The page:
Three things are wrong with this argument. First, it suppresses the most important consideration behind northern European policy towards Greece. The policy is not primarily philanthropic, but designed to shore up a common currency and European banking system from which the stronger European economies derive great advantage.
Second, if, without demur, the richer members of a partnership connive over many years in the descent of a junior partner to a dependence on subsidy that resembles drug-addiction, there arises a responsibility, including a moral responsibility, to help the patient out of his addiction in a way that is gradual enough not to kill him. There is only one word for what Berlin and Brussels are doing, and that is “brutal”.
What then should now happen? Heaven knows, I’m no economist. But so what? Professor Dawkins says that you shouldn’t believe anything that can’t be proved: well, that may not be true of religious belief, but it certainly seems to apply to much, if not most, economic theory. And since economists are just as confused about all this as anyone else, why shouldn’t a non-economist suggest his own solution, based merely on what seems to him common sense?
What Greece needs, it seems to me – among much else, including a clean-up of political corruption – is an orderly default on her debts, followed by some kind of Marshall plan (at least we know that worked). As for the eurozone (which the Greeks should leave immediately) that should be shored up by handing over the “bail-out” money just agreed in Brussels not to Greece but direct to the bankers whose loans are now due to be repaid, in order to protect them from collapse: but, as with the Royal Bank of Scotland, that should involve a partial transfer of ownership pending an eventual repayment of these huge sums, not by Greece but by the banks who foolishly lent them so much money.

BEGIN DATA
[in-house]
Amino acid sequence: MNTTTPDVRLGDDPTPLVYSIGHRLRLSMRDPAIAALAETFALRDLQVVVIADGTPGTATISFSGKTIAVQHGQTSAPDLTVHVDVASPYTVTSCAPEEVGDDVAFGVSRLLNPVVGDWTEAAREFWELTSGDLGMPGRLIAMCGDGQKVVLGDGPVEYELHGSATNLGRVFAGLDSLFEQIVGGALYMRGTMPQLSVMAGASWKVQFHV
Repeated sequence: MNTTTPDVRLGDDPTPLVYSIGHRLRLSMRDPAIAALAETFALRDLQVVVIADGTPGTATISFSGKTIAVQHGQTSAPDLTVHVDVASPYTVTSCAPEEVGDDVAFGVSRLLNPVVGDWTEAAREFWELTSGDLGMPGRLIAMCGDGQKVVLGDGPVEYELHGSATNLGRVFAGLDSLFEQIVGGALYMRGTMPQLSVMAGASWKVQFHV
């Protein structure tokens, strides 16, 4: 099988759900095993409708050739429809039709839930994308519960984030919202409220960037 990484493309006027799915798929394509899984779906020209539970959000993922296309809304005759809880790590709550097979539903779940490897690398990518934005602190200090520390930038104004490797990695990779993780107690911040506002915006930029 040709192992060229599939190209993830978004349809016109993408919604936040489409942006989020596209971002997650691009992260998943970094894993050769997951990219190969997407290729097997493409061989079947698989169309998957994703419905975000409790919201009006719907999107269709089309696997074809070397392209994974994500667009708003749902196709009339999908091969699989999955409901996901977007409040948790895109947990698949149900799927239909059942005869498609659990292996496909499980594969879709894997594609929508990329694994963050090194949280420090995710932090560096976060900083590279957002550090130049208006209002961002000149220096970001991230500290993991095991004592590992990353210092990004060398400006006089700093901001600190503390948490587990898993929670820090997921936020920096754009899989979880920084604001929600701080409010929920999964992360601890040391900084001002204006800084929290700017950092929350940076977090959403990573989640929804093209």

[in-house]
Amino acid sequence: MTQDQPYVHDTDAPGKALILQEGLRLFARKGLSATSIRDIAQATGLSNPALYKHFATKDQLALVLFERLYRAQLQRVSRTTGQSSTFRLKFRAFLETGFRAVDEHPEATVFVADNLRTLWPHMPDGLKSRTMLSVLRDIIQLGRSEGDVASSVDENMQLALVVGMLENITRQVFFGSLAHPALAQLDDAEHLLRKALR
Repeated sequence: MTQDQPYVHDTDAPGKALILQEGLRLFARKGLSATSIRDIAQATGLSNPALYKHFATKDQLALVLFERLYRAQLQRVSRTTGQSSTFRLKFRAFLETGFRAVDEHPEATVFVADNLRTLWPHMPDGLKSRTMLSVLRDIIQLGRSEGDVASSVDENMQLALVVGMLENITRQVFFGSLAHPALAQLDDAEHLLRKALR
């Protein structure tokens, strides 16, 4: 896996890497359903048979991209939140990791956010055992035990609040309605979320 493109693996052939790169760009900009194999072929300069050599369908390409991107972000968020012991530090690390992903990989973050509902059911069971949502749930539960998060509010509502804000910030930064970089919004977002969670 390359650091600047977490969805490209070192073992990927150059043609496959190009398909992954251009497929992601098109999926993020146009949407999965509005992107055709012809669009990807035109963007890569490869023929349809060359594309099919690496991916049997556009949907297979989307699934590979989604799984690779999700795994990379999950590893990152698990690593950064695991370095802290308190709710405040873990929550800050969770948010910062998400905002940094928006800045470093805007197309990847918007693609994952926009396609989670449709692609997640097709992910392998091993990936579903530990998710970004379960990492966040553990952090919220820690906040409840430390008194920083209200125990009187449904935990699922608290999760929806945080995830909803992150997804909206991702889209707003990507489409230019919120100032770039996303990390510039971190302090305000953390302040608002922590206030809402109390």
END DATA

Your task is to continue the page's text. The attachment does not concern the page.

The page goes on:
Meanwhile, the Germans should have a good hard look at their own behaviour. As Matthew Parris puts it: “Do the rest of us not feel a shudder of distaste at the insistence that Greece’s elected politicians sign personal declarations about what manifestos they will, or will not, offer their own electorate in their own general election? …. how tin-eared do you have to be to miss the note it will strike among a population some of whom are actually running out of food?” Parris is right: this is not cautious and sensible, as the Germans appear to think it is: it is simply brutal. Greek democracy is presently in a delicate, not to say positively unstable condition: do the Germans really want positively, once more, actually to destroy it?